“All Real Estate is Local” – What does that mean? First off, it means the local real estate market in Regina is a whole lot different then the real estate market in Calgary, or in Winnipeg, or in Vancouver, or Toronto, or St. Johns, or even Saskatoon!
Real estate markets are affected by dozens of external factors – some broader and some more localized. Consider how the following factors affect your local real estate market:
National influences that effect housing markets across Canada can include things like interest rates, federal lending policies (like the mortgage stress test), and federal tax implications (like first time home buyer tax credits).
The Bank of Canada sets the prime rate (or target rate) for Canada and then most banks follow suit and charge their best customers about 2% above that prime rate. Although there is some fluctuation, most major banks will offer out about the same rate to the same client.
The federal mortgage regulator OSFI (Office of the Superintendent for Financial Institutions) sets the rules which Canadians follow when acquiring a mortgage. The most recent rules referred to as the “mortgage stress test”, have potential borrowers having to qualify at 2% higher then the rate they actually are contracting their mortgage at, so if your mortgage rate is 3.79% you’d actually have to qualify at 5.79%. This change has had the effect of reducing maximum buying power by 20% when comparing the qualifying rate to the rate borrowers actually pay.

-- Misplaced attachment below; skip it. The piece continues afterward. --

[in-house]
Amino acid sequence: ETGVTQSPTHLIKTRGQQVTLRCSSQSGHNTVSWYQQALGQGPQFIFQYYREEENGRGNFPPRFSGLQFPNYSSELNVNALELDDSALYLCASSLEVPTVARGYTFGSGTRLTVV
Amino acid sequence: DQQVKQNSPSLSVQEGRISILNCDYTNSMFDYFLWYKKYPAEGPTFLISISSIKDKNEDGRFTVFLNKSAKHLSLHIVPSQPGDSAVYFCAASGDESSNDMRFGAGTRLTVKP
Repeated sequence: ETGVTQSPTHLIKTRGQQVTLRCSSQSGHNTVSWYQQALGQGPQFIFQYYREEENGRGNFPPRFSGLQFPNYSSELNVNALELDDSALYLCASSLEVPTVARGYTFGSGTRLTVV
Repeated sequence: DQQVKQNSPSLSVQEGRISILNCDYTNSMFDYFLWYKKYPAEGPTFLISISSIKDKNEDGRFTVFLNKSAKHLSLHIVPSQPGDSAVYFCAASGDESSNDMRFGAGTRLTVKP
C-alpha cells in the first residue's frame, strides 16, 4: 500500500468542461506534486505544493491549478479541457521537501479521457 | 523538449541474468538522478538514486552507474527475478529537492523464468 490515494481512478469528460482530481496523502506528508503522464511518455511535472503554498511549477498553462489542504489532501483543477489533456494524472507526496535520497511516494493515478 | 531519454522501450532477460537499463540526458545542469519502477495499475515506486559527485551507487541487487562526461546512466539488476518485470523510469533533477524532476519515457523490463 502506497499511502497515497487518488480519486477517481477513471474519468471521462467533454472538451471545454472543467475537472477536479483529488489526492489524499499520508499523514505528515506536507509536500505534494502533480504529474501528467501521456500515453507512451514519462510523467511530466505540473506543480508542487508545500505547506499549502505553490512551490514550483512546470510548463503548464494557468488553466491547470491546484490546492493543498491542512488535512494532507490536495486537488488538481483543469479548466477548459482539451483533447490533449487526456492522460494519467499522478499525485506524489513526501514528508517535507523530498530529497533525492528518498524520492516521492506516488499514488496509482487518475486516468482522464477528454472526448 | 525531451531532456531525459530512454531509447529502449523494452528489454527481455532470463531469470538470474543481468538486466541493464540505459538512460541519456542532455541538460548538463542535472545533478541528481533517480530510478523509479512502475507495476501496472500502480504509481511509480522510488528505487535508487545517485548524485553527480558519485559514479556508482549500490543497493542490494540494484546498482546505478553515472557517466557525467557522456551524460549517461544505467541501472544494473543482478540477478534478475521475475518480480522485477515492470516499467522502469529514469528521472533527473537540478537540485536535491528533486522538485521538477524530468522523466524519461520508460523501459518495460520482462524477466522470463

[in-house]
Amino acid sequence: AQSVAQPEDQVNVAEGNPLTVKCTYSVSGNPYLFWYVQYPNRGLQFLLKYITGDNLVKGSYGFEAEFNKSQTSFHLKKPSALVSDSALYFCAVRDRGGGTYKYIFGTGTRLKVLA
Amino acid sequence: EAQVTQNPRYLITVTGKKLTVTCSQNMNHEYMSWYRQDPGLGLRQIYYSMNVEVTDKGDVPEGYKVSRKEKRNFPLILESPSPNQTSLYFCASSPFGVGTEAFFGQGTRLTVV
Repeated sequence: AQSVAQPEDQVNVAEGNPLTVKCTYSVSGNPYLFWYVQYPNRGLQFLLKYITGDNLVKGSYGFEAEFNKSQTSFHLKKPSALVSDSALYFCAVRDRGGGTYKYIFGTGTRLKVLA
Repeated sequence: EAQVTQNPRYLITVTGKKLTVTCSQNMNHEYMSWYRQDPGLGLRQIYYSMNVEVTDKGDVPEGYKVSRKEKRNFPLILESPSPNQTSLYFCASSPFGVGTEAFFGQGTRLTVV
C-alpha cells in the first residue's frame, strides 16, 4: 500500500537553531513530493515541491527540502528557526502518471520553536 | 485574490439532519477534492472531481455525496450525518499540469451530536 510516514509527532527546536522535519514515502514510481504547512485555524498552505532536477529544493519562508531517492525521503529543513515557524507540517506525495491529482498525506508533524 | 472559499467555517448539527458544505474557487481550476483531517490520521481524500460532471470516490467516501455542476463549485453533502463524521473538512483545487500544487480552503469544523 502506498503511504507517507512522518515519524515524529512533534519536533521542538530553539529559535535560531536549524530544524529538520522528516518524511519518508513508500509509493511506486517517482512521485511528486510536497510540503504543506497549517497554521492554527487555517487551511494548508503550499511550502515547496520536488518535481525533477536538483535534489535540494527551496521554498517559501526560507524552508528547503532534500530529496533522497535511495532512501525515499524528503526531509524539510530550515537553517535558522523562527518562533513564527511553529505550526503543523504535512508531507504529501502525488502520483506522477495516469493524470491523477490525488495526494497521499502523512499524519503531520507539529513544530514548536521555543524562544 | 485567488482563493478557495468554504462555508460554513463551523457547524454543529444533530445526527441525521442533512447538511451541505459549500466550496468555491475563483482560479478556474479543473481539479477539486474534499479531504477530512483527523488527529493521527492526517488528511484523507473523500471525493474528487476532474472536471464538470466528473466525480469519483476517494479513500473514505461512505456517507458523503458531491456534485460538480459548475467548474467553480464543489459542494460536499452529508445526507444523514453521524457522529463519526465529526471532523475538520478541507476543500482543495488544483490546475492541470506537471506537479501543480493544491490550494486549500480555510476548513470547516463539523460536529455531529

The federal government and Canada Revenue Agency enforce tax credits, policies, and regulations in Canada. Under current law there is a federal tax credit of $750 available on qualifying purchases called the “Home buyers’ amount” on line 369 of your federal return.
Provincial & Regional influences that effect housing markets in Saskatchewan can include things like the strength of the provincial economy, provincial taxes applied to home purchases, and provincial tax credits.
As a resource-based economy, Saskatchewan is susceptible to changes in world commodity prices. When the provincial economy is strong, we tend to see more immigration, lower unemployment, and higher rates of homeownership in Saskatchewan. The reverse is also true when the economy weakens.
Current PST rules have the provincial sales tax of 6% tax applied to purchases of new construction homes but not to re-sale homes. This is a significant upcharge and can affect if and where consumers choose to spend money on homeownership.
Current Saskatchewan provincial tax rules provide for the “First Time Home Buyers Tax Credit” which is a non-refundable $1075 credit to eligible taxpayers on qualifying homes.
Local and community influences that effect housing markets in Regina can vary widely depending on the lens you look through. For example, proximity to bus routes, workplaces, or shopping can matter greatly to certain home buyers (especially those in lower income neighbourhoods), while homeowners in commuter towns and communities like White City or Pilot Butte tend to not be concerned with that but rather are seeking completely different amenities like larger lots, lower crime rates, and small town atmosphere.